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Title:Holocene Climatic Changes in the Alaskan Arctic as Inferred from Oxygen-Isotopic Analysis
Author(s):Vachula, Richard S.
Advisor(s):Hu, Feng Sheng
Contributor(s):Hu, Feng Sheng
Department / Program:Geology
Degree Granting Institution:University of Illinois at Urbana-Champaign
Degree:B.S. (bachelor's)
Solar Irradiance
Abstract:Reconstructions of Holocene climate in the Alaskan Arctic allow for better understanding of how the region may respond to future climate changes. However, long-term records from the region are scarce. We conducted lithological and isotopic analyses at Wahoo Lake (69º 4.612, -146º 55.676) to infer Holocene climate variability in northern Alaska. Isotopic composition of modern water from this large, open-basin lake in the northern foothills of the Brooks Range suggests that winter precipitation dominates inputs to the lake. Isotopic composition of Pisidium exhibits large variations throughout the past 11,800 years, with δ18O values ranging between 11.6 and 14.2‰ (VSMOW) and δ13C between -2.3 and -7.1‰ (VPDB). Loss-on-ignition (LOI) shows high carbonate content (8.1-50.9%) in the subbasin sediments between 11.8-6.3 kcal BP, transitioning to lower carbonate (1.3-25.3%) and increased organic content (11.7-65.2%) between 6.3-1.4 kcal BP. High carbonate and elevated δ18O values (13.0-14.0‰) from 11.5-8.5 kcal BP likely reflect lower lake level and possibly evaporative enrichment of lake water, suggesting warm, dry summers during the early Holocene. The disappearance of Pisidium, paired with a decrease in calcite deposition at ~6.5 kcal BP, suggests increasing lake-level in the mid-Holocene, which is supported by a basal date of 5.3 kcal BP from a core of the shallow shelf of the lake. This increase coincided with lake-level increases in interior Alaska and likely resulted from enhanced regional effective moisture. The shelf sediments exhibit a marked increase in carbonate content at ~3.5 kcal BP and δ18O values generally rose from 12.4‰ at 3.5 kcal BP to 13.2‰ at 2.0 kcal BP (range = 11.6-14.2‰), suggesting increasing annual temperatures during this period. After 2.0 kcal BP, δ18O values fluctuate between 11.9-13.3‰, but generally decline until 1.0 kcal BP, suggesting dramatic temperature fluctuations in the late Holocene. These Holocene variations in δ18O values at Wahoo Lake generally correspond to fluctuations in total solar irradiance, suggesting that solar variability may have played an important role in Holocene climate change of the Alaskan Arctic. Understanding the role of solar irradiance on natural variability of climate in this region provides a framework for evaluating climatic response and sensitivity to anthropogenic forcing.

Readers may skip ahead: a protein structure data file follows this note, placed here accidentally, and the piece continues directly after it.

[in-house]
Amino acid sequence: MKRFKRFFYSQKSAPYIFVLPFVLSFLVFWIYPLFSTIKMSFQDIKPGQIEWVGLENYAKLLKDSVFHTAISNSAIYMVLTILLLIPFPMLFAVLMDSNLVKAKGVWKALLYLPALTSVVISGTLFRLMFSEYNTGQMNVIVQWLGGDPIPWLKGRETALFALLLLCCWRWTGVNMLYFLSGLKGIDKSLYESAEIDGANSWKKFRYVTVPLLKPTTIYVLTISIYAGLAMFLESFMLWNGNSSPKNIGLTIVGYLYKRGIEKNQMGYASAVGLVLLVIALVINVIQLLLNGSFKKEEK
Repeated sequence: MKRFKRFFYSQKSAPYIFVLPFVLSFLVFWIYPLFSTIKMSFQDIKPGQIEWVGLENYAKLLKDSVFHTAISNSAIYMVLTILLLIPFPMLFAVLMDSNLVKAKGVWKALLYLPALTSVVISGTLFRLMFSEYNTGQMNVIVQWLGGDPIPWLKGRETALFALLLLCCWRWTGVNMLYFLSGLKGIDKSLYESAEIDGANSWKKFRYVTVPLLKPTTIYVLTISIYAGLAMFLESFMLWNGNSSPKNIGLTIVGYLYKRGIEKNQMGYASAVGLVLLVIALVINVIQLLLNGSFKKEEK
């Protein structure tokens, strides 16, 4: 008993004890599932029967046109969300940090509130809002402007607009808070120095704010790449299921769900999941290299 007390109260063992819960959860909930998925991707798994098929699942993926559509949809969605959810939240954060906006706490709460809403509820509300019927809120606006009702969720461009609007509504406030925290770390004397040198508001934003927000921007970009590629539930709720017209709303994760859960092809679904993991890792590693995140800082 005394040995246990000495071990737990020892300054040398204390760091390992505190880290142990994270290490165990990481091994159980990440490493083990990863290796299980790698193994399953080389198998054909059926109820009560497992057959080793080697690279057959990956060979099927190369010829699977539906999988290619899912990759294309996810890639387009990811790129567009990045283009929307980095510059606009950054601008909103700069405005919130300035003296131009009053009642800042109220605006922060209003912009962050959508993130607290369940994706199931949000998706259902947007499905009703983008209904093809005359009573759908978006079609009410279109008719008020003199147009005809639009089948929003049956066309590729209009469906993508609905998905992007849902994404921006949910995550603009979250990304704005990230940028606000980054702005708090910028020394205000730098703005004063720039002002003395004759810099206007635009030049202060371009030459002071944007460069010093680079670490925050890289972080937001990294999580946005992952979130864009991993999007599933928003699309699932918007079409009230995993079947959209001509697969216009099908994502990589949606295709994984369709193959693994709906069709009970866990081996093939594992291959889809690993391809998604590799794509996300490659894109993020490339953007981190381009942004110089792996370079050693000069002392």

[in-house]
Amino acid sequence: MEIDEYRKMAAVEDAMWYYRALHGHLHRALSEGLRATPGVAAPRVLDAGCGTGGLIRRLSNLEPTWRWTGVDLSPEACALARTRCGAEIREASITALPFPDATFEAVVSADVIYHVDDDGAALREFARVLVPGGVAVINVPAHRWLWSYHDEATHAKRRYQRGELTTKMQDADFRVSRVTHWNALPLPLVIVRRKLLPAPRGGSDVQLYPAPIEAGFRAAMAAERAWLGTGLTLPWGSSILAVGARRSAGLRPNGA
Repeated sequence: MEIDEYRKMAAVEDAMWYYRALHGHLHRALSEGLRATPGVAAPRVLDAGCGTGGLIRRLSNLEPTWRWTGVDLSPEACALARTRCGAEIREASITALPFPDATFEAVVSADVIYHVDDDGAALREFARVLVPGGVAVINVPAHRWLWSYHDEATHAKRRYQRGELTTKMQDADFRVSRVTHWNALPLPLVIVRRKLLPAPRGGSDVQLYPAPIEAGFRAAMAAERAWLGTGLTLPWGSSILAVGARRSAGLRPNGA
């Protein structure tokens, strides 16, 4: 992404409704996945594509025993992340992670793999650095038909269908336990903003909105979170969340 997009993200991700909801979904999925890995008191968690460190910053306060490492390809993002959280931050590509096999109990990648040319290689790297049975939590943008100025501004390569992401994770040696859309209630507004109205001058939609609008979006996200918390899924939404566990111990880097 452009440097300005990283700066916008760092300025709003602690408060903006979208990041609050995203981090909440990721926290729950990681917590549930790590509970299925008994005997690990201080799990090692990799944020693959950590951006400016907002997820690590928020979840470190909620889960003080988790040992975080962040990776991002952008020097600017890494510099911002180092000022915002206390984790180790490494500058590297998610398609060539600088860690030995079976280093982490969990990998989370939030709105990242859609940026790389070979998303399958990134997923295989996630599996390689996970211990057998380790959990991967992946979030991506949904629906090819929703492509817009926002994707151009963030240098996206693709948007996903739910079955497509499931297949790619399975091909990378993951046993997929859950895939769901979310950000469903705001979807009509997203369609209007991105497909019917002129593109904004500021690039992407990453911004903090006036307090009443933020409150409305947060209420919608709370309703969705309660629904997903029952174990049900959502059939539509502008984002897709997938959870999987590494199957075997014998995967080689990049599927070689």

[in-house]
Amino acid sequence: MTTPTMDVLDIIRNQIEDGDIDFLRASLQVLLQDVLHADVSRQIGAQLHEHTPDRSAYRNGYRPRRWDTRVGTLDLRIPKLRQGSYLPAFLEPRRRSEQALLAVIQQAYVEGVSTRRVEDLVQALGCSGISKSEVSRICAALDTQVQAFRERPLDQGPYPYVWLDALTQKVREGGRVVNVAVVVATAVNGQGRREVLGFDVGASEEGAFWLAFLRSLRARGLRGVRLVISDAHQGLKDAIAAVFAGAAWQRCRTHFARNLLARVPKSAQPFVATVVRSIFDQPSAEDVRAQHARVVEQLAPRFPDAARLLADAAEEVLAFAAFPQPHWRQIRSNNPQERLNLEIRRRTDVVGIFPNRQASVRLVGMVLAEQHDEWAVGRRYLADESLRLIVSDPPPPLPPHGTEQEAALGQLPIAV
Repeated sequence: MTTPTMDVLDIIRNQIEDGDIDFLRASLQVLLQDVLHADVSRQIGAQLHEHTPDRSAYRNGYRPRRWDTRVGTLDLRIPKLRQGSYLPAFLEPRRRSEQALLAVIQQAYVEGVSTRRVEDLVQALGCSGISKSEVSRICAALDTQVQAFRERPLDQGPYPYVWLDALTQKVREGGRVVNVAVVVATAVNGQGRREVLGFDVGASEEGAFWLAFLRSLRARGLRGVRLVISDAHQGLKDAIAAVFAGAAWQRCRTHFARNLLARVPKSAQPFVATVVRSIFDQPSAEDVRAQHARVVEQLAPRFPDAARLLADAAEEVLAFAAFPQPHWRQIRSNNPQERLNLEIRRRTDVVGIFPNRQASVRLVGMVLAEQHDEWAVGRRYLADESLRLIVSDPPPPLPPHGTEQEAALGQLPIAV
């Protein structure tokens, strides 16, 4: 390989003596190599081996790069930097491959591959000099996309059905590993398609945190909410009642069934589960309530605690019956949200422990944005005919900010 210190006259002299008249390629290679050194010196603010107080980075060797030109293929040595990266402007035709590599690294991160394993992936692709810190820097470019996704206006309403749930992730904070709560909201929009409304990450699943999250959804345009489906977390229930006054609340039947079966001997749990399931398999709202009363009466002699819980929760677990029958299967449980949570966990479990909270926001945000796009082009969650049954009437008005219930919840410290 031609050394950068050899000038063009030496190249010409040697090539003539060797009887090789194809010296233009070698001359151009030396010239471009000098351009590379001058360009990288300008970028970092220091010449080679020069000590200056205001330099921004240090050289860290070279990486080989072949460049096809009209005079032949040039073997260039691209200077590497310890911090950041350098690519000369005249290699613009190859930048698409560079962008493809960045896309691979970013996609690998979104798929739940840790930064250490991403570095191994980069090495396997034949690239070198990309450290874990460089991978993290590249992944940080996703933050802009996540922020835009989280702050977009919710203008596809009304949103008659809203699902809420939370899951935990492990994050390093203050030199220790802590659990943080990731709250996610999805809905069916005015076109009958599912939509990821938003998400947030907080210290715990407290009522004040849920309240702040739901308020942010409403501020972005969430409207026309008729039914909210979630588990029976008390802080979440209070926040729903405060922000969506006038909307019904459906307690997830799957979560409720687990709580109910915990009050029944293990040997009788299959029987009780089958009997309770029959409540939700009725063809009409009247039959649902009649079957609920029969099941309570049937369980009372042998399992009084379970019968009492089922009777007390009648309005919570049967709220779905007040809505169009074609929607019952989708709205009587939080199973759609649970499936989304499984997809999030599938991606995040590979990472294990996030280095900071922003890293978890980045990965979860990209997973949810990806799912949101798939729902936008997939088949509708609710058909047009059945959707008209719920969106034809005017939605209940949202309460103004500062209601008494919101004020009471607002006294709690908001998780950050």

Issue Date:2015-07
Genre:Dissertation / Thesis
Rights Information:Copyright 2015 Richard S.Vachula.
Date Available in IDEALS:2015-07-13

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